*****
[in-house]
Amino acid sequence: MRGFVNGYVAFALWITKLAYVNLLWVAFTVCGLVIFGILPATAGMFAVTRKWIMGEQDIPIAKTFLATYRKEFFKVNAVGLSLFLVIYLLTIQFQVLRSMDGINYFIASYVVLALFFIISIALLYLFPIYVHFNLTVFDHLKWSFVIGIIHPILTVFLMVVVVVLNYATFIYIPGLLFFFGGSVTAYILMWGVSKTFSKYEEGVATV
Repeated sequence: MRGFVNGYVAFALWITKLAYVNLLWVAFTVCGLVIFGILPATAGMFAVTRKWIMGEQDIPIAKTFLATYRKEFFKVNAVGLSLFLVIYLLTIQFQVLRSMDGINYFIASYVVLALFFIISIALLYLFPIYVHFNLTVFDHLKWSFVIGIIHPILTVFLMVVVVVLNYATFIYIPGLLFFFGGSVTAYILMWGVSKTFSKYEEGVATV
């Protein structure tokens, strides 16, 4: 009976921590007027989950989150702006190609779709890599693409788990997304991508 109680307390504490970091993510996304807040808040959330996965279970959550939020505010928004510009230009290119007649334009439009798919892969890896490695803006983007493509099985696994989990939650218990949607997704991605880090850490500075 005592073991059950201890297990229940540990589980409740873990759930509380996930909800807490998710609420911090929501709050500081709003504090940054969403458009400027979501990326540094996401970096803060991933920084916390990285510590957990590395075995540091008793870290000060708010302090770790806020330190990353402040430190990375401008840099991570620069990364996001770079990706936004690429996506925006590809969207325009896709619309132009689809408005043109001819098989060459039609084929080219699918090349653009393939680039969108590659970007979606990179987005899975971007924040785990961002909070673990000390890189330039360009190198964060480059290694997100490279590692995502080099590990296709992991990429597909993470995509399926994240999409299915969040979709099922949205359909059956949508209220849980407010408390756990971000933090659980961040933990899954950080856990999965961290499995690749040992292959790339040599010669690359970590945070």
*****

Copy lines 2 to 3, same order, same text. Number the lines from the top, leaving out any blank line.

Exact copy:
Amino acid sequence: MRGFVNGYVAFALWITKLAYVNLLWVAFTVCGLVIFGILPATAGMFAVTRKWIMGEQDIPIAKTFLATYRKEFFKVNAVGLSLFLVIYLLTIQFQVLRSMDGINYFIASYVVLALFFIISIALLYLFPIYVHFNLTVFDHLKWSFVIGIIHPILTVFLMVVVVVLNYATFIYIPGLLFFFGGSVTAYILMWGVSKTFSKYEEGVATV
Repeated sequence: MRGFVNGYVAFALWITKLAYVNLLWVAFTVCGLVIFGILPATAGMFAVTRKWIMGEQDIPIAKTFLATYRKEFFKVNAVGLSLFLVIYLLTIQFQVLRSMDGINYFIASYVVLALFFIISIALLYLFPIYVHFNLTVFDHLKWSFVIGIIHPILTVFLMVVVVVLNYATFIYIPGLLFFFGGSVTAYILMWGVSKTFSKYEEGVATV